• Safe Workers says:

      @Anne – Usually a photo will be required if the job involves modelling or there’s a specific requirement for a type of person (an actor in a play for example) – but otherwise, no you shouldn’t be asked for a photo.

  12. G101 says:

    During an interview with the CEO of the company I was asked about my religion and if my religion would affect my role within the company? I was surprised by this and said no. I later found out I did not get the position, but my qualifications were equal to the person employed but was told the person hired was a better fit to the company. I’m wondering if that question had an affect on my chance for the position?

    • Safe Workers says:

      @G101 – If it was phrased as you describe, then this is the type of question that an interviewer really should not be asking as it could be discriminatory. If you wanted to take this further you would need firstly to see whether the employer (via the HR department) has any procedures that you can follow to make a complaint. If not, you can then consider taking a claim to an employment tribunal or civil court, but before doing so, you should use the Acas free early conciliation service which may negate the need to make a claim.

  13. Liz says:

    I recently applied for a job through an agency. I received a call frm the agency saying the employet was interested by my cv. But wanted to know the ages of all prospective interviewees from the agency prior to.any further action. The agency then called me and requested my age to pass to the prospective employer. Is rhis within uk law

  14. Ruby says:

    I attended an interview on Friday 12th February. This was with a small Mortgage Brokers, I was interviewed by the a lady the director of the business, I am really concerned about this company as I was asked the following questions. How old I was Did I smoke Was I married Did I have Children ( I do but adult children) Did I have to supervise small children I am really upset by this, I am currently unemployed and actively seeking work, I called my work coach after the interview at the job centre. Is there anything I can do, about this?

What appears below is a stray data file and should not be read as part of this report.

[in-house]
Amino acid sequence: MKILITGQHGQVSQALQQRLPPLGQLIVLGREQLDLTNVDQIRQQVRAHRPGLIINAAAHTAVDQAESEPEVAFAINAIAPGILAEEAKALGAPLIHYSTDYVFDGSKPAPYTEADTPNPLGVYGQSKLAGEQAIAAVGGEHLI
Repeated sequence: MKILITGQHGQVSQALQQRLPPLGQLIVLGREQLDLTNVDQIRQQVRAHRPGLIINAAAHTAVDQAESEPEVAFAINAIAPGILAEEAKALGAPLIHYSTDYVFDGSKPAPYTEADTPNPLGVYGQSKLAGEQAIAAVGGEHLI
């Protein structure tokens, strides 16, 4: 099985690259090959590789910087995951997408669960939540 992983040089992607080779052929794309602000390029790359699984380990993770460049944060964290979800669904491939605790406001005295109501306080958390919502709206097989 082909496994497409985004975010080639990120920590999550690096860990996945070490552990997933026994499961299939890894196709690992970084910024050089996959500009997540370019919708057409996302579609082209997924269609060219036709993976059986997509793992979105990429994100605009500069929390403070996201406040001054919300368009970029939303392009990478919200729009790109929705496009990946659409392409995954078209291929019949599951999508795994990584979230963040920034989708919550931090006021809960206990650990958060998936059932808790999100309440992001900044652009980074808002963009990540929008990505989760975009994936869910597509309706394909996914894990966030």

15. Murmur says:

    I recently applied for a job and felt I provided a very strong application form, with clear and detailed examples throughout. I believe I have met all the essential and desirable criteria, basically all the boxes were ticked and I felt I should be invited for an interview. I then got an email to say the job is being re-advertised and that I need not reapply as they are holding my application on file. There have been no changes made to the application for or job description in the re-advertisement. So obviously I am very disappointed and disheartened. My question is, are employers allowed re-advertise a post without even interviewing applicants? Yes I understand that if someone is clearly not suitable for the job then they should be turned down straight away however I have not officially been turned down and I believe I have extensive experience and am qualified for the position. Thank you for providing me this space to vent!

    • Safe Workers says:

      @Murmur – It may be that they have had to re-advertise the post for other reasons- such as they did not get through all the applicants within their own time scales etc. If you want to ask them for feedback on your application form, why not give it a try?

  16. Bod says: